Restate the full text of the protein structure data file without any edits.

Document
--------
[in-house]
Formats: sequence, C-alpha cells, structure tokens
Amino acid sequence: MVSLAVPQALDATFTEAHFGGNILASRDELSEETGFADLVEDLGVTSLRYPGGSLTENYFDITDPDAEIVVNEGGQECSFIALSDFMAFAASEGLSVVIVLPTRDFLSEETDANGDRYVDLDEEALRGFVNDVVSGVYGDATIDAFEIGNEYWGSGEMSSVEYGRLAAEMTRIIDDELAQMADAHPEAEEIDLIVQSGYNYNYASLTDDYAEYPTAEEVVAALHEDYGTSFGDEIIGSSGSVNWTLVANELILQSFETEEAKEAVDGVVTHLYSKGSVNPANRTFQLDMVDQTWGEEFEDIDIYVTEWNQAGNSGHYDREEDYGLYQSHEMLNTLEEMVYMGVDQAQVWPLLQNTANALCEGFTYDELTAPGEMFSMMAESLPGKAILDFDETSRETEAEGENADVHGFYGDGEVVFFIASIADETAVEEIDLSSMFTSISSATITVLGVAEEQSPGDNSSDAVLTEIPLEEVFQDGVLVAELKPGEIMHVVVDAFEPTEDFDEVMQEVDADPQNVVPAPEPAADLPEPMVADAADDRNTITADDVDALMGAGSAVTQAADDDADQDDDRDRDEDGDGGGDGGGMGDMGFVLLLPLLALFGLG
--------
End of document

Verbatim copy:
[in-house]
Formats: sequence, C-alpha cells, structure tokens
Amino acid sequence: MVSLAVPQALDATFTEAHFGGNILASRDELSEETGFADLVEDLGVTSLRYPGGSLTENYFDITDPDAEIVVNEGGQECSFIALSDFMAFAASEGLSVVIVLPTRDFLSEETDANGDRYVDLDEEALRGFVNDVVSGVYGDATIDAFEIGNEYWGSGEMSSVEYGRLAAEMTRIIDDELAQMADAHPEAEEIDLIVQSGYNYNYASLTDDYAEYPTAEEVVAALHEDYGTSFGDEIIGSSGSVNWTLVANELILQSFETEEAKEAVDGVVTHLYSKGSVNPANRTFQLDMVDQTWGEEFEDIDIYVTEWNQAGNSGHYDREEDYGLYQSHEMLNTLEEMVYMGVDQAQVWPLLQNTANALCEGFTYDELTAPGEMFSMMAESLPGKAILDFDETSRETEAEGENADVHGFYGDGEVVFFIASIADETAVEEIDLSSMFTSISSATITVLGVAEEQSPGDNSSDAVLTEIPLEEVFQDGVLVAELKPGEIMHVVVDAFEPTEDFDEVMQEVDADPQNVVPAPEPAADLPEPMVADAADDRNTITADDVDALMGAGSAVTQAADDDADQDDDRDRDEDGDGGGDGGGMGDMGFVLLLPLLALFGLG